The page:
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Editorial: Perspectives on Globalization

By Len Monheit

I fight this battle repeatedly – how important is a global perspective in understanding the dynamics of our evolving industry? Can one exist in a myopic North American or U.S.- only environment and be ready to face all competition, develop new and innovative products, understand and rationalize all emerging science, effectively manage convoluted supply chains, and maintain long-term control of one’s business prospects? I submit that the answer is a resounding ‘NO’.

Let’s take today’s news for instance – headlined by two acquisition notices. In the first, Israel-based Frutarom continues with its seventh acquisition of the year. Until a short time ago, the company was principally a food ingredients and flavor company; with its recent acquisitions, as made quite evident at SupplySide West, the company is intent on developing itself as a global health ingredients company, specifically with the acquisition of the Acatris portfolio of wellness ingredients. Perhaps more significantly in the news this morning, US-based supplement company Natrol has agreed to be acquired by Plethico Pharmaceuticals, based in India. Exactly what will transpire in the wake of this acquisition is unclear, but this represents another example of global forces (and hard cash) impacting the US dietary supplements sector.

Other examples in recent weeks include the announcement that Spain-based Natraceutical Group had acquired Canada-based Cevena Bioproducts its Viscofiber® (oat and barley beta-glucan) ingredient, enhancing its position as a ‘global’ functional ingredient supplier. And not too long ago, Renaissance Herbs announced that it had been acquired by Avestha Gengraine Technologies Pvt. Ltd. (Avesthagen), based in Bangalore, India. One obvious impact of the move is an enhancement of Renaissance’s ability to compete and grow internationally, including an enhanced ability to bring products to market, also internationally.

In more than just TCM and Ayurveda are we seeing international forces at work as consumers seek health options. Yogurt shots and in fact, the entire current emergence of the probiotic market and significantly increased consumer awareness of the health potential of these products can be traced to international forces, including beverages in Asia, significant science from Scandinavia, and a much more ready market adoption in general in the EU.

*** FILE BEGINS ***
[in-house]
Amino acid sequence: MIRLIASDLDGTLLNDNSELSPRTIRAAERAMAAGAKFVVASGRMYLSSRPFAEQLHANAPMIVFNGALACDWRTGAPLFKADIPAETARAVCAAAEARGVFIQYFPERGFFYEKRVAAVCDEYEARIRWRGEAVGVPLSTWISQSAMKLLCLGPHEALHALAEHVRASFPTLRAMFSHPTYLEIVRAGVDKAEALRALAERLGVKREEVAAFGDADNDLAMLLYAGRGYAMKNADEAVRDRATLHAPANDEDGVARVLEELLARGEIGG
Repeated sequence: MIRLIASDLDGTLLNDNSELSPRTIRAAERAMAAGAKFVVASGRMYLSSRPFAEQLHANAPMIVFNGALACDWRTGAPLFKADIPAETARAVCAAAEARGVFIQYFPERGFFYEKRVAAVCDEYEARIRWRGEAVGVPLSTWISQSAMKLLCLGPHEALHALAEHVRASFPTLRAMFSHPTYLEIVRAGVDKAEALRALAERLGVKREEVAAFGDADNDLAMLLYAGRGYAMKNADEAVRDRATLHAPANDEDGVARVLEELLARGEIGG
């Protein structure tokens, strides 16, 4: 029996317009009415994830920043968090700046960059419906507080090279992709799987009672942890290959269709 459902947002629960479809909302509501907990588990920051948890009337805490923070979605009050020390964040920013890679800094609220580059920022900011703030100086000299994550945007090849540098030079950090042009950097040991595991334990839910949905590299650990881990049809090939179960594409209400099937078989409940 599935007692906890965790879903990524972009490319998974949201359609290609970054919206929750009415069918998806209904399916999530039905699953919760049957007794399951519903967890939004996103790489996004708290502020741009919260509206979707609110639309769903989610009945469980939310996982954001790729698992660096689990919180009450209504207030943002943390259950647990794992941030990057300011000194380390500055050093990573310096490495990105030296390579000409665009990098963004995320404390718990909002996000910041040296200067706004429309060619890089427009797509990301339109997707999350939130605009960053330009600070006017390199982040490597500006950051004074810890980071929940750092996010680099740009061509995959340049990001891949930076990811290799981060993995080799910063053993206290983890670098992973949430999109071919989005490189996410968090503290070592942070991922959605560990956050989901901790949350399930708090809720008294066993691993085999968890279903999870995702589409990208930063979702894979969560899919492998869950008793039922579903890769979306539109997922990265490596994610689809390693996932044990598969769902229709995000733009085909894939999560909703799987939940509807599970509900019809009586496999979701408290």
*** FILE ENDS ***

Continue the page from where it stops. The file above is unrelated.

Now let’s talk about the supply chain.

Fundamentally, a product is only as good as its weakest link – in this case, the weakest link in the value chain. With very few exceptions, any product in either a food or supplement value chain must cross at least one geographical border from origin of ingredients to distribution. Those challenging the principle of Country of Origin labeling of food products, currently being contested in Washington realize this, acknowledging that almost all ingredient sourcing initiatives will take executives (and their quality control departments), to far flung reaches of the world including the Amazon, India, Eastern Europe and China. We’re seeing savvy companies recognize the value of global relationships including international ‘tie-ups’, particularly in the ingredients world, including A. M. Todd Botanical Therapeutics with first Ningbo Green-Health Pharmaceutical Co., Ltd. and subsequently with Tang-An Medical Co., Ltd.

Other organizations with entrenched international positions are capitalizing on regional expertise and strengths, understanding that a global position can help to buffer them from the realities of international economics (including sagging currencies), can engage local research communities (often with extensive government support) and can allow for the entry of new capital at critical times. The entire multi-level channel is significantly buoyed by opportunities to enter markets with emerging middle classes, and in this case, an understanding of classifications and the global regulatory environment is absolutely critical. (Last week’s European Court of Justice decision that garlic capsules are not necessarily a medicinal product by either presentation or function will certainly have ramifications around the world, especially where by definition, food supplements are treated as medicines.)

Switching to science, one cannot conceive of nanotechnology or the field of nutritional genomics without tracking international scientific developments, just as the emerging body supporting omega-3 fatty acids consists of global science input, and ultimately regulatory treatment including claims for these products will have to consider the totality of the evidence – globally.

Some may be bothered by the realization that many of their options will ultimately depend on international forces, in the form of economics, product availability, substantiation, R & D and other factors that they may perceive to be outside of their direct control. Smarter organizations are investing in developing the international tentacles and relationships to prepare for that environment and business reality.

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